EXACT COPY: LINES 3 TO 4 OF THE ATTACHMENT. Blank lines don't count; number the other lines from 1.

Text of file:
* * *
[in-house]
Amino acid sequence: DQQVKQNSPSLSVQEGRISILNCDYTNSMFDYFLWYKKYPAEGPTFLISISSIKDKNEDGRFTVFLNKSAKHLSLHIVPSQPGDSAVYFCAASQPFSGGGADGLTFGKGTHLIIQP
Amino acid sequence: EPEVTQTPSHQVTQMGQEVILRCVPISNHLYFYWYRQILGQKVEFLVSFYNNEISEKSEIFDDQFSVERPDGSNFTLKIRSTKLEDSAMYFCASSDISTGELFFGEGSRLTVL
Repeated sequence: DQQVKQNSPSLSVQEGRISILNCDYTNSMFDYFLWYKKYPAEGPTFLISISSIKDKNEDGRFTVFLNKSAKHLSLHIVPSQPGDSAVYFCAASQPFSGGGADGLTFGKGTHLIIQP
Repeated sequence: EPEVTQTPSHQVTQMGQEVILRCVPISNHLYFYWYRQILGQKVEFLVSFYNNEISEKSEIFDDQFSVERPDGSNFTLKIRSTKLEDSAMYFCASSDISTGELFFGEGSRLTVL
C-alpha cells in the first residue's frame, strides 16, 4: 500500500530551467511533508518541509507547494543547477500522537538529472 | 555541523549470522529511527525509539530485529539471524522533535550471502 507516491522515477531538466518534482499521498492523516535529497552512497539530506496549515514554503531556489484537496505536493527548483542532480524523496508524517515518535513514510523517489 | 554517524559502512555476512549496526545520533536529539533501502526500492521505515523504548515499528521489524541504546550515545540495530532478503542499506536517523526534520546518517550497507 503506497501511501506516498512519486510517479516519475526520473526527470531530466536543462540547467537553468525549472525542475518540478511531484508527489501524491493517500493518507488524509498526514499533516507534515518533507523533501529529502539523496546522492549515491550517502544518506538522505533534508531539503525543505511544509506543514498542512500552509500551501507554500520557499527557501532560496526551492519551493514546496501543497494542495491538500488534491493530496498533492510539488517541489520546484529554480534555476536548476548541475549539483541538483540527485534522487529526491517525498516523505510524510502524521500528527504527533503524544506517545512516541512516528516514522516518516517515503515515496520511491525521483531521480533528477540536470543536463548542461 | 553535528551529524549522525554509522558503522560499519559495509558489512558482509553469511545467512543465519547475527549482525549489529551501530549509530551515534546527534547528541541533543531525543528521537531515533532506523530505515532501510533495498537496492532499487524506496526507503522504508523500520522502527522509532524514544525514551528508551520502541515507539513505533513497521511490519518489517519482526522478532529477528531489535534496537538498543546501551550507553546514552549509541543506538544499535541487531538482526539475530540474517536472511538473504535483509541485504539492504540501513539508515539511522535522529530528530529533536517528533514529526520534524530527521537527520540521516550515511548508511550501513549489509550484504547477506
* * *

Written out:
Amino acid sequence: EPEVTQTPSHQVTQMGQEVILRCVPISNHLYFYWYRQILGQKVEFLVSFYNNEISEKSEIFDDQFSVERPDGSNFTLKIRSTKLEDSAMYFCASSDISTGELFFGEGSRLTVL
Repeated sequence: DQQVKQNSPSLSVQEGRISILNCDYTNSMFDYFLWYKKYPAEGPTFLISISSIKDKNEDGRFTVFLNKSAKHLSLHIVPSQPGDSAVYFCAASQPFSGGGADGLTFGKGTHLIIQP